Taking a Plunge in Belize
Strapped in and dangling from a cable, I cautiously peer over the tree stand. My heart is in my throat. Somehow, the lush dense green of the rainforest almost lessens the severity of a 140-feet drop. Before I know it, I’m gliding effortlessly over the treetops and marveling at the beauty of this island gem (in between giddy girl screams, of course). Belize has completely won me over.
Zip lining thorough a tropical rain forest is just one of many jaw dropping experience visitors can add to their bucket list. Sacred caves and ancient Maya temples, world-class diving and snorkeling, and memorable dining options are just a few to consider.
Situated between Mexico and Guatemala, Belize encompasses the best of both worlds. On one side, you’ll find Central American jungles, on the other side – the Caribbean Sea. With that map, it’s no wonder Belize a primary port of call for many cruise lines. That was the case with us – just an excursion day. After one visit, though, I decided just one day here would never be enough.
Our zip-lining adventure took place in Caves Branch Archeological Reserve, southwest of Belize City. Many local tour guides are available, and packages can often include zip lining and cave tubing (which we also did).
The Caves Branch system was a beautiful introduction to the world of cave exploring. Our tour began with a 30-minute hike – not too strenuous, but just enough to assure us we worked off that morning’s breakfast buffet. Weaving through the cavernous wonderland, it was easy to understand why Maya priests believed these to be the gateway to the Underworld. Mysterious and beautiful, the caves seemed to come to life when flashlights spilled along the walls.
We booked our excursion through Cave-tubing.net, and were very impressed. Our group was much smaller than others there, and we felt less “herd like”. Being able to actually hear our guide as we floated through the caves was a big plus, too.
Throughout Belize, there are lots of other cave systems, and many are part of a forest or nature reserve. The Actun Tunichil Muknal Cave, part of the Tapir Mountain Nature Reserve, includes a hike through jungle streams and a brief swim. Vacationers get to see massive pots, Maya ceremonial chambers, and human skeletal remains embedded in the caves limestone.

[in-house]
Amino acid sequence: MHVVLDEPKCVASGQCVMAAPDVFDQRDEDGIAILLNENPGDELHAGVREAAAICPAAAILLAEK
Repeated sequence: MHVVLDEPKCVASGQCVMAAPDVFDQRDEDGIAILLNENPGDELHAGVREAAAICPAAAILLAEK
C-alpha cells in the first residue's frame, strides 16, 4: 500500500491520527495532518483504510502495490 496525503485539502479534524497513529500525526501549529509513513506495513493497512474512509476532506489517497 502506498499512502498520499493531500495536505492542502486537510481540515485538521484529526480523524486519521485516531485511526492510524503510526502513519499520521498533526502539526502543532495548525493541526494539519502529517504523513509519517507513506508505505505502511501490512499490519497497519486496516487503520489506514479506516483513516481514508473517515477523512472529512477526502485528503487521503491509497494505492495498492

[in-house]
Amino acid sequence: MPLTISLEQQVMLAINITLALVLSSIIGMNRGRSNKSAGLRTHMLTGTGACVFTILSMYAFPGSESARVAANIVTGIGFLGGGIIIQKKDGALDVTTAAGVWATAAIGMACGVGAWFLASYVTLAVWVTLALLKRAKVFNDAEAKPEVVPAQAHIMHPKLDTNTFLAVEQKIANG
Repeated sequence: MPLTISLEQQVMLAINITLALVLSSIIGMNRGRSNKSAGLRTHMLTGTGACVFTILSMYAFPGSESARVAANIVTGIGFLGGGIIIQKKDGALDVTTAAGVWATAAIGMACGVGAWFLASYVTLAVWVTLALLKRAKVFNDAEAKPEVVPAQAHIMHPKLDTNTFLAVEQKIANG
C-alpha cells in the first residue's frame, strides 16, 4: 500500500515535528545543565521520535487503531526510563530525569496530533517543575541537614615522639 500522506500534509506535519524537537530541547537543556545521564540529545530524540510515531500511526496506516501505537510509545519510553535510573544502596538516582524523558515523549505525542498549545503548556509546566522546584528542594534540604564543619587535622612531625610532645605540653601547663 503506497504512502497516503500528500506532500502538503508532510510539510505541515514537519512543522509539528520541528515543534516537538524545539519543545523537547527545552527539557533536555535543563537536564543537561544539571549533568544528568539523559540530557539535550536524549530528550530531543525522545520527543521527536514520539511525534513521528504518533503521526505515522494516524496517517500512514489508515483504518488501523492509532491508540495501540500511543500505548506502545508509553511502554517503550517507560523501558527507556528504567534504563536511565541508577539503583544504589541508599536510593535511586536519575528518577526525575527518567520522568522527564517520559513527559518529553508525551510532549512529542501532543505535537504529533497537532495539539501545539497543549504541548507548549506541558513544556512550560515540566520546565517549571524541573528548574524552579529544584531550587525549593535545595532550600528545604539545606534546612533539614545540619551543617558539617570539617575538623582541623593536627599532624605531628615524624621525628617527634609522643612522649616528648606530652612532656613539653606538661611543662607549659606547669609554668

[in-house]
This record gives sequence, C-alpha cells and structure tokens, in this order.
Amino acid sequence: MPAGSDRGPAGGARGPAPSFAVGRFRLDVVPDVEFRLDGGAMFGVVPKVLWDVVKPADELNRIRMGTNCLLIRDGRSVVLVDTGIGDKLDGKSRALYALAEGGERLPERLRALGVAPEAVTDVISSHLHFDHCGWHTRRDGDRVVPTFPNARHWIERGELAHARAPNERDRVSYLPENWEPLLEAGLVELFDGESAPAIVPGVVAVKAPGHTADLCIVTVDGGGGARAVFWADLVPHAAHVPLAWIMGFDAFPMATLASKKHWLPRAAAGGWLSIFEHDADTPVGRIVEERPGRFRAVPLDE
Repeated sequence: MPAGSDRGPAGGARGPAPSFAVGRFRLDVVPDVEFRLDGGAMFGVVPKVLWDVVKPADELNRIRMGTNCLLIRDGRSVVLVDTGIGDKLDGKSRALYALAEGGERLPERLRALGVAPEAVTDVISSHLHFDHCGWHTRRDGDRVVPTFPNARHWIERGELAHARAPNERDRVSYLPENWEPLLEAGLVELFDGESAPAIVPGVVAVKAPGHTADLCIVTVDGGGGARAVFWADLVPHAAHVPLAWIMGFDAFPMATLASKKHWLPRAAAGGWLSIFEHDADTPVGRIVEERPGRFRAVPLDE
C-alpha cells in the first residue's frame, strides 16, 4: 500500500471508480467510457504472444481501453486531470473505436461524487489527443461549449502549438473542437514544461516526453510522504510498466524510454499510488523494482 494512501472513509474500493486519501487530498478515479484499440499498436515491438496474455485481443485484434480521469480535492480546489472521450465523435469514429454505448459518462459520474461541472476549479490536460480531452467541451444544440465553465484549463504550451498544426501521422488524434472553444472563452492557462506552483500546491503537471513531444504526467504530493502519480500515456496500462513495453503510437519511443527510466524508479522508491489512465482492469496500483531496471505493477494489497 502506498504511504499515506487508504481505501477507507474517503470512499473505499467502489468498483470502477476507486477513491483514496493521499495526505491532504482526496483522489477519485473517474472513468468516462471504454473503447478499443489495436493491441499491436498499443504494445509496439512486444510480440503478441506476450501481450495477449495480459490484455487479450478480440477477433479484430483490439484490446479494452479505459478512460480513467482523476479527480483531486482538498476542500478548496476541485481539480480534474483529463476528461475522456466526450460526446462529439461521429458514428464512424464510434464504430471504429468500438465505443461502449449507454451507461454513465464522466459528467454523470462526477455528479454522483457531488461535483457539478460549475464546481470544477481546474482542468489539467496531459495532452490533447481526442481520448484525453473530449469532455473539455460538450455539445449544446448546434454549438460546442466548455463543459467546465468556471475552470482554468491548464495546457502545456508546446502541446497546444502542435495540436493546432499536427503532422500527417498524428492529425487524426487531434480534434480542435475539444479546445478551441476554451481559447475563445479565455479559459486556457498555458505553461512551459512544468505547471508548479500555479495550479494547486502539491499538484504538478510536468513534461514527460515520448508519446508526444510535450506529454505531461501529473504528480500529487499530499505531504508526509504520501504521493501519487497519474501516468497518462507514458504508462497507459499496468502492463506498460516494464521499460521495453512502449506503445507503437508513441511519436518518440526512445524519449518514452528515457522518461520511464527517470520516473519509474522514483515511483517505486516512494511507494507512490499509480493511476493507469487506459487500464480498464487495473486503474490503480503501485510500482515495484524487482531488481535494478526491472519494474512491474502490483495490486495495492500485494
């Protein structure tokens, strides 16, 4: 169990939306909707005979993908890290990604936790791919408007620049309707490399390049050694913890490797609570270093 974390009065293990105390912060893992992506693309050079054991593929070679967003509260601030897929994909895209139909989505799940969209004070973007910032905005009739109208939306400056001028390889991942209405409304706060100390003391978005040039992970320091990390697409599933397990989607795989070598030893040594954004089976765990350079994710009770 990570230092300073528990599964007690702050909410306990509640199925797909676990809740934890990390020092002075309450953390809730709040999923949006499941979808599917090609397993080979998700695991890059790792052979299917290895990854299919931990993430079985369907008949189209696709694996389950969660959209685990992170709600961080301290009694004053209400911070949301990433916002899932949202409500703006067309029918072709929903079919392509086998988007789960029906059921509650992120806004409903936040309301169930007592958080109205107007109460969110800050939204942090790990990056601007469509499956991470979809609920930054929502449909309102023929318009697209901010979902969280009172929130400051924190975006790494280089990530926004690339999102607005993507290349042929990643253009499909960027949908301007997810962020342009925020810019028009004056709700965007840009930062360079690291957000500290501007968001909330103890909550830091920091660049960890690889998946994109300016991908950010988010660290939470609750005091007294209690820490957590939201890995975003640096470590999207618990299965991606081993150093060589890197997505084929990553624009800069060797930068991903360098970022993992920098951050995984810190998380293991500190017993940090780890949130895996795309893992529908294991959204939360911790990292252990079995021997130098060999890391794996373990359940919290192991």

A more vigorous workout is required for the Che Chem Ha Cave, but the reward is worth it. A 45-minute uphill hike leads you to the cave entrance, decorated with Maya motifs and beautifully preserved Maya pots. A guide will lead you through the system, which includes climbing ladders to reach some of the chambers.
When the Maya people weren’t conducting ceremonies in caves, they were building amazing temples. Believed to have been at the heart of the Maya civilization that dominated Central America from 250 to 900 AD, Belize has the greatest concentration of Maya sites – over 1,400 recorded.
You can get to most of them fairly easily – group tours, or public and private transportation. I recommend making use of local guides to gain the best perspective of the cultural significance and architectural elements.
Some of the best-preserved sites include Caracol, El Pilar, and Lubaantun. Caracol, “the Snail” can be found in Chiquibul National Park, It was once the largest Maya center (more than 150,000 people). Caana, or “sky palace”, the impressive 140 foot pyramid remains the tallest man made structure in Belize.
El Pilar, located in the Cayo District, stretches over the Belize/Guatemala border. Over 25 plazas and 12 pyramids dot about 100 acres. It’s also a great spot for serious birders. You’ll find collared manikins, honeycreepers and a variety of flycatchers throughout the sub-tropical forest.
One mile from San Pedro Columbia Village in the Toledo District is the site of Lubaantun. The unique process of cut stones fitted and laid without mortar makes this an architectural treat. It was once a major center of political, religious, commercial and ceremonial activities from 730 to 860 AD. It is also known as the site where the famed Mitchell Hedges crystal skull was found.
The Toledo District also has more than 50 traditional Maya villages to visit once you leave Lubaantun. Here, you can immerse yourself in the Maya culture by stopping by the quaint man made huts and tasting the local cuisine of homemade tortillas and chicken stew.
While there’s obviously a lot to take in on land, time along Belize’s coast is well spent. Scuba fans and snorkelers will find something new every dip. Belize boasts the longest unbroken reef in the western hemisphere, the Belize Barrier Reef. In addition, there are atolls, fringe and patch reefs, and over 400 islands offering countless dive and snorkeling locations year round.
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